We also talked about needs for investments in data collection and research. We heard about the need to sustain and increase research investments in agriculture and elsewhere. We learned about what the government role should be. We heard that perhaps government really needs to facilitate and sometimes, as one person put it, “just get out of the way.” I take that as a point where the enabling environment is something that governments really need to pay attention to.
Governments have a facilitative role to play and we need to really think about simplifying processes that will help to enable innovation and advancement in sustainable development. And of course in “Demo Alley,” I think one of the really important messages was that individuals really make a difference. Individuals can really make a big difference in terms of advancing solutions with the problems we have and also in bringing a lot of energy in ways that are creative, that we hadn’t considered before.
So let me just close by thinking about where do we go from here. We’re in Stanford and heading to Rio. How can we take some lessons learned from this conference and go forward? For the U.S. we’re just thrilled about this conference because we think it represents the breadth of participation that is really needed in Rio 2012. All of the players in this room need to be a part of that process. And I think from the breakout groups and the unconference groups you heard some of these solutions just bubbling up, and I think we need to really tap into that energy in Rio 2012.
So there’s the question out there that’s a challenging question. How do we begin to think about crowdsourcing initiatives as we move towards Rio 2012? You know we see this in a lot of different areas. But what’s something that we can do that will bring this kind of energy to Rio 2012?
The other big message that I took away was the technology is really important. It offers us great opportunity, but we have to know what question we’re trying to answer. I think there were several people who made that point. What are we trying to solve? We need to think about that. And the other piece of that observation is—and we need to act. We have to think about actions, which is something that we all have come here ready to do. Rio 2012 will give us a chance to really think about how we capture action.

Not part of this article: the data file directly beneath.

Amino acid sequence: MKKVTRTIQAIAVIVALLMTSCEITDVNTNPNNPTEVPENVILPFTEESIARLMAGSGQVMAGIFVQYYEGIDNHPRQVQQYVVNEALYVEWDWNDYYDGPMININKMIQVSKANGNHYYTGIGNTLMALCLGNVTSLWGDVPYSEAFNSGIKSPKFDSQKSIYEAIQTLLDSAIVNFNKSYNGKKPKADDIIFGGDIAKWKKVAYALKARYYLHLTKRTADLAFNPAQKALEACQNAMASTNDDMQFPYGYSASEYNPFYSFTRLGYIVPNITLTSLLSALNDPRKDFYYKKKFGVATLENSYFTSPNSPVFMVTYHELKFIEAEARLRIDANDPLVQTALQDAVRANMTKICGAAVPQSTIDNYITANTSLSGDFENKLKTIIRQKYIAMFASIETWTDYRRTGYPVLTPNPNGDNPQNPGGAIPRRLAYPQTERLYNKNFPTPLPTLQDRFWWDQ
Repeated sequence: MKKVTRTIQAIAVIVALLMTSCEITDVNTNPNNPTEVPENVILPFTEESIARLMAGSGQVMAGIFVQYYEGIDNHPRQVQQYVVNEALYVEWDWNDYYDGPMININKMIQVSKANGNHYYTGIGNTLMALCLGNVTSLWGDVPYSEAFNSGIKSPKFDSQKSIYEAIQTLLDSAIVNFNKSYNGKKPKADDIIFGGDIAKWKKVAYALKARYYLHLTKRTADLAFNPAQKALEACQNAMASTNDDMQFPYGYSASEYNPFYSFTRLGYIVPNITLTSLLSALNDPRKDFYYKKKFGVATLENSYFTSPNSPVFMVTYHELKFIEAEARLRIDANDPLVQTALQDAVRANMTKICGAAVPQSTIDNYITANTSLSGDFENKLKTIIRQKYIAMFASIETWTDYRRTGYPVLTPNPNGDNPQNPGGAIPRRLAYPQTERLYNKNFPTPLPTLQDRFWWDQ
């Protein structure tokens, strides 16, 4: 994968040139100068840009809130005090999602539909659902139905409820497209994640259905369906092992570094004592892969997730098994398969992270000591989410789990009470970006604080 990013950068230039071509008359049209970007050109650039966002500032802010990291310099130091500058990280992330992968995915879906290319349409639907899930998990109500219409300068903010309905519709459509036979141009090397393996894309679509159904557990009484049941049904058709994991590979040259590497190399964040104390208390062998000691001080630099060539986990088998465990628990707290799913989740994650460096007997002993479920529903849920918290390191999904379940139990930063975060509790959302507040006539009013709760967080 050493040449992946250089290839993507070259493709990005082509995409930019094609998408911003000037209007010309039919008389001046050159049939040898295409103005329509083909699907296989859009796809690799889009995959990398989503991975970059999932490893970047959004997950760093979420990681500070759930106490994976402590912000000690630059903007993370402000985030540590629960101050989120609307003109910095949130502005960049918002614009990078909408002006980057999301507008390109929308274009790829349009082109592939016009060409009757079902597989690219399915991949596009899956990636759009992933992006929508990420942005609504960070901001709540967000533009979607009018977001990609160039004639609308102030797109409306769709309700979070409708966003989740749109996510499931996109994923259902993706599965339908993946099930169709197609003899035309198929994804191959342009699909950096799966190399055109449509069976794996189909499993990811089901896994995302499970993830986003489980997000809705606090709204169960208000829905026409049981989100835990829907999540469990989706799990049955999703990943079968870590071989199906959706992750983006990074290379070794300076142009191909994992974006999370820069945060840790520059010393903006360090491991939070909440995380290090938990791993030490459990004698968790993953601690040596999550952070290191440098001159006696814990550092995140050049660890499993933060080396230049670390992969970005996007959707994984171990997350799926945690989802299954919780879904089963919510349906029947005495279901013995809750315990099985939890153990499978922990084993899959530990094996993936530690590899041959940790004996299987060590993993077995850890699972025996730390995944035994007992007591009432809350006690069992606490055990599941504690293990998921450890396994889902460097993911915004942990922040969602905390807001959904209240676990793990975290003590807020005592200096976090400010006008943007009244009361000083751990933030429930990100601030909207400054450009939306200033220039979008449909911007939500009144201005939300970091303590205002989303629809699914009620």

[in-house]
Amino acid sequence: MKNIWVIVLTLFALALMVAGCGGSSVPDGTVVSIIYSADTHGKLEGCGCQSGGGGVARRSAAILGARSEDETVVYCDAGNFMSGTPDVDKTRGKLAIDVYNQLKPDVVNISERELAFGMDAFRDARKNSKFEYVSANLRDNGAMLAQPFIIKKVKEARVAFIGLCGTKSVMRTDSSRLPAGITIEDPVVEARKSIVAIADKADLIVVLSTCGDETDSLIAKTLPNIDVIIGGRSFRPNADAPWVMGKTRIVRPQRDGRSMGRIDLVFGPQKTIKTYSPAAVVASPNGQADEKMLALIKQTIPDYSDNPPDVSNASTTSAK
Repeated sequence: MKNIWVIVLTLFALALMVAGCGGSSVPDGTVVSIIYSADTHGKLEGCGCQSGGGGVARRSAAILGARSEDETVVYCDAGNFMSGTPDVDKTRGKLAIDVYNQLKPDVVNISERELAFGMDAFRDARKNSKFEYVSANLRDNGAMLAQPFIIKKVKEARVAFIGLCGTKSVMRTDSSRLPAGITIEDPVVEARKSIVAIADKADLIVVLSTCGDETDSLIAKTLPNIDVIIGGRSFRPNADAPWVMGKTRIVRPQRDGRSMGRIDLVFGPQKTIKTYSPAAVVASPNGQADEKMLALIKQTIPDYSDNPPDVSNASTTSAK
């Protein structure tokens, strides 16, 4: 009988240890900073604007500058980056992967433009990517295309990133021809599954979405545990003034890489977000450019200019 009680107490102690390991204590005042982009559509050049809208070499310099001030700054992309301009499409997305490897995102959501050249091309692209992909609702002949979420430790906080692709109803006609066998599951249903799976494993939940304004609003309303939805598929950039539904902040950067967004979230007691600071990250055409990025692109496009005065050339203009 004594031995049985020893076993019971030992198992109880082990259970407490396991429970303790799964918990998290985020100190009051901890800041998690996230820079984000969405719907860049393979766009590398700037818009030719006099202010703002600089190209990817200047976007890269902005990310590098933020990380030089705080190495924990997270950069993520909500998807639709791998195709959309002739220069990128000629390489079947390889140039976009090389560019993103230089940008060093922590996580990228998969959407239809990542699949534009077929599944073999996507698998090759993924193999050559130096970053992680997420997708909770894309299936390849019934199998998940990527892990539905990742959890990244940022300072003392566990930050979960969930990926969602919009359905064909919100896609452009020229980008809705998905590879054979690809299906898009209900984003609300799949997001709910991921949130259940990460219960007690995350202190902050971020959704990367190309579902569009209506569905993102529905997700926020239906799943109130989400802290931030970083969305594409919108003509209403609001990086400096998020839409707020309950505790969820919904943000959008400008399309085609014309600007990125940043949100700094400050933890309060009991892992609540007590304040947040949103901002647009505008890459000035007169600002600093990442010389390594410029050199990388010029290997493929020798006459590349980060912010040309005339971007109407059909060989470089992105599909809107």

In the U.S. submission, we proposed an idea called a “compendium of commitments.” This idea encompasses how we, from a U.S. perspective, capture the energy and initiatives and take those forward in a way that we recognize all of this energy. Because in Rio 2012 we have the opportunity to really reenergize the discussion about sustainable development. I think everyone in the world is committed to this. I think it’s a challenge now for us to recognize the potential of the broader community you all represent, with all of the talent and the spirit, and to really channel that into making a difference in taking on the challenges of sustainable development.
So with that, I’ll stop. I again thank you very much for being here and for all of your willingness to experiment with a different kind of conference. Thank you.